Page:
Friday, July 1, 2011

Week 4 - The Winds of Change

Do students have to read my mind? I don’t know if you guys do this, but I, ehrrrrrm, have a tendency to project myself and my professional (or academic) experiences every time I read something for our class. Fulkerson was no exception. Yes, I quite enjoyed the discussion of all things expressive / mimetic / rhetorical / formalist, as well as Hirsch’s ‘relative readability,’ but by the time I reached the end of the article, I had two thoughts.

#1. Zoinks, Shaggy, it’s quite amazing that students learn ANYTHING at all. (Steve’s theory as mentioned in our last class was that students don’t learn so much as discover ways to navigate through academia. Depressing.)

#2. How often do students have to read MY mind? In reference to the final paragraph: “The assignment seemed to call for writing that would be judged expressively, but the teacher’s brief comment was not written from an expressivist point of view.” Sigh. How often do I project unholy expectations on my poor little lambs? How often do I traumatize them with ambiguous assignments that torment their very souls? Inshallah (Lord willing), not often. Surely it happens, for every once in a while I catch myself and immediately clarify…so how often?

Wouldn’t it be nice to be perfect?

According to Hairston, a change is a-comin’. An all-out paradigm shift. Our class readings and discussions point to the very same idea. I suppose the correct question to ask in this regard is, “How will we instructors prepare for this change?” I try to remain fairly adept in technology, hard news, and pop culture, with a slice of methodologies explored at whatever most recent conferences I’ve attended. (Forget Athens though. I was too busy eating, drinking, and being merry in post-presentation bliss. I mean come on, it was ATHENS….) It’s my belief that these four can be our allies in morphing into that professor that we know and love. (My guy is Robin Williams from ‘Dead Poets Society.’ Carpe Diem!) Technology can be a useful tool to carry out whatever message we want to deliver loud and clear to kids half of my age. Hard news is current events, which can often affect what we’re doing and when we’re doing it. (Here in Qatar my Egyptian students created a proposal for a cultural exchange to promote the recent Arabian Spring. VERY relevant.) Pop culture? Trivial, yes, but it normally grabs my students’ attention if I bring up Tinie Tempeh or Green Lantern as a class discussion. Methodology? Yes, one has to wade through a slew of drivel, but every once in a while there is a golden nugget out there that contributes a magical dynamic to the classroom. One 5060 colleague last week suggested that I empower my film students for Fall 2011 by actually letting them offer what we should study in the class; even if it’s just a portion of classroom dynamics, methinks that those are words of wisdom.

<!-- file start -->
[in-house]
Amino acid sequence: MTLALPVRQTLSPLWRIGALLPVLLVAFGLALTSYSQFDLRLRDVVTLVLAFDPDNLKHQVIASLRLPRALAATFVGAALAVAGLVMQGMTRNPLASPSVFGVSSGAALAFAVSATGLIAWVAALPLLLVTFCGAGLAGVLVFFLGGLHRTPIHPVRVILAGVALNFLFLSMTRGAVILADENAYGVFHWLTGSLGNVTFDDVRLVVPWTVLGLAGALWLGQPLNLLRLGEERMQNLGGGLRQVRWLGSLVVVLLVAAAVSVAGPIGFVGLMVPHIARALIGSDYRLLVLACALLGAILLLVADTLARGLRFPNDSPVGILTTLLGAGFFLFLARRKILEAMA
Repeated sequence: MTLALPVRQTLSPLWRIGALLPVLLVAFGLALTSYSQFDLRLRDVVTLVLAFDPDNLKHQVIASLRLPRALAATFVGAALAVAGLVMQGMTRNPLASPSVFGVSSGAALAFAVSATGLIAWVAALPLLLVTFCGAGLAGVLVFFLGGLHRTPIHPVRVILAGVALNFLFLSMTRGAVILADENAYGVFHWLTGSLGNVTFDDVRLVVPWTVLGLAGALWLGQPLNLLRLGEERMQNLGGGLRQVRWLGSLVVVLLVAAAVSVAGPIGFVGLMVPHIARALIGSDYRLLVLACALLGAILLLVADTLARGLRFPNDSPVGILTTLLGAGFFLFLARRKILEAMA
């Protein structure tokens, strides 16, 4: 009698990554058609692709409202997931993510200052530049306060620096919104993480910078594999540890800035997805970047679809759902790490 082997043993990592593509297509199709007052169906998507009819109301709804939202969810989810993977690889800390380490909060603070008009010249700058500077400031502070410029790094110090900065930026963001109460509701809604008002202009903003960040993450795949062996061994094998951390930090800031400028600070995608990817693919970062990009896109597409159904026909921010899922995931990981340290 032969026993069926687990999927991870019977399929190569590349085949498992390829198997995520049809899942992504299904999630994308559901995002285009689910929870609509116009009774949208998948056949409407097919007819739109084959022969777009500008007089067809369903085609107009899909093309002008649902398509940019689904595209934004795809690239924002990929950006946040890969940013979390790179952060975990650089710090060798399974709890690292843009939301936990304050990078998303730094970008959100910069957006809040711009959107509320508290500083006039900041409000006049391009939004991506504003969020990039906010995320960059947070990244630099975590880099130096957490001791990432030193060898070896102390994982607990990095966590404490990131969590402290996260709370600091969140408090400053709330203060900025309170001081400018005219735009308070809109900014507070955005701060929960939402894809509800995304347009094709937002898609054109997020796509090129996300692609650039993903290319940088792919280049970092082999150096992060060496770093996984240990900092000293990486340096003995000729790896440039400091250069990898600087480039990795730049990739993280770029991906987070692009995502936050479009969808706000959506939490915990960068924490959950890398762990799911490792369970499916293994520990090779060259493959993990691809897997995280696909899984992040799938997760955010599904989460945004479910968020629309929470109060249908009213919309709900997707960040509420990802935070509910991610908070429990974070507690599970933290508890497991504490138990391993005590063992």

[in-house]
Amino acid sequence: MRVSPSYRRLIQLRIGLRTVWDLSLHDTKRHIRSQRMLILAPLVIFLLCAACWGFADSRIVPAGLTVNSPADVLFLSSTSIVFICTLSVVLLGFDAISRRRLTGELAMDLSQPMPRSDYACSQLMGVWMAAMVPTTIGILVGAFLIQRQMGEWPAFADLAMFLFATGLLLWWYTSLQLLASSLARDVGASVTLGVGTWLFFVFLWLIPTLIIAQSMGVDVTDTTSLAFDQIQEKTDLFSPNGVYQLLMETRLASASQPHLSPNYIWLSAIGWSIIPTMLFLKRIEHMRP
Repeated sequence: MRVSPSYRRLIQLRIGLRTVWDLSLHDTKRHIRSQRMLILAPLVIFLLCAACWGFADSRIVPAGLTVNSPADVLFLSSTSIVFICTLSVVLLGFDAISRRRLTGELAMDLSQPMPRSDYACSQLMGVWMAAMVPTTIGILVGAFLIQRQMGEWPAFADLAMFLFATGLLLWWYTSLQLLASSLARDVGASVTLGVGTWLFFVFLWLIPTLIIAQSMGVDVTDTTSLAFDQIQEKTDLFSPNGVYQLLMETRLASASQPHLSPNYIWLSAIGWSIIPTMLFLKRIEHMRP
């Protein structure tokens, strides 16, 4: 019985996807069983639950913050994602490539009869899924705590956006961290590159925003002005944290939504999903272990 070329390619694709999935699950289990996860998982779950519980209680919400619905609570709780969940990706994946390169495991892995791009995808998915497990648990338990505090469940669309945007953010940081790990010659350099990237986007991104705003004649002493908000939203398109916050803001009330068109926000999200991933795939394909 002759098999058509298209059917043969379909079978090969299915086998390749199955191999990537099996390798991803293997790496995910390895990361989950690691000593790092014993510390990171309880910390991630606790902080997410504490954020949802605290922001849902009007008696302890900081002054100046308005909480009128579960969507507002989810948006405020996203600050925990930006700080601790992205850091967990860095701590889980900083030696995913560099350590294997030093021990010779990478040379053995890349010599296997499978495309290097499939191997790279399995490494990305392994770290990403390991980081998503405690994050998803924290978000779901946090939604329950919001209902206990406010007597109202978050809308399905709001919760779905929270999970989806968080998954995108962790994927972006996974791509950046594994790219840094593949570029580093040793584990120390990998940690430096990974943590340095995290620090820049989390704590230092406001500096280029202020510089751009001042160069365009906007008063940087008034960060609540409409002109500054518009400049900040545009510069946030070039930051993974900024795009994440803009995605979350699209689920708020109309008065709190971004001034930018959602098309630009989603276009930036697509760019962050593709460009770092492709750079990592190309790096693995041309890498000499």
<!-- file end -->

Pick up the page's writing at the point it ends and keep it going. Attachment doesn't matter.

1. Joe, I think to make the reading relevant, we ALL (nearly all? Help me out, "all") relate it to our own experiences. I can't help myself. It's funny: I think in the first or second class, Fred mentioned how students don't care about something unless it relates to their lives. A little self-reflection would say that's true for us students, too. :)

    As for reading your mind: how often do you put together grading rubrics? Mine are ridiculously detailed. As I tell my students, “I’m not one of those teachers who makes you guess. This is what you’ll be graded on.” I give the rubrics to my students before they even start writing their assignments, and the next class session, the students are required to bring questions about the rubrics to discuss with the rest of the class. I find it enlightening to hear where my rubric is unclear, and I’m grateful for it.

    And then, of course, I actually use the rubric to grade. I’d be happy to email you an example, if you want it.

    And as for pop culture, I think it’s completely opposite of “trivial.” I did a paper that showed how “The Lorax” (cartoon) perpetuated Platonic ideas to small children. A lot of our popular culture reveals our underlying Western philosophies and how we perpetuate them as a society.

  2. Joe
    You, my friend, are a visionary. I found myself day dreaming of perfection, academic and beyond, while reading your post. If I may, you are being hard on yourself. Learning is based on past experiences, as many of this semester's authors have pointed out (Bruffee, Shaughnessy, etc) so your "tendency to project" is normal. Both you and Chalice (see her above comment) are light years ahead of the curve because you recognize, and admit to, the possibility of teacher error and improvement. I think Fred is also a visionary to offer more creative options for our final project. Like your film class, various forms of intelligence and creativity can be appreciated and expressed. _RB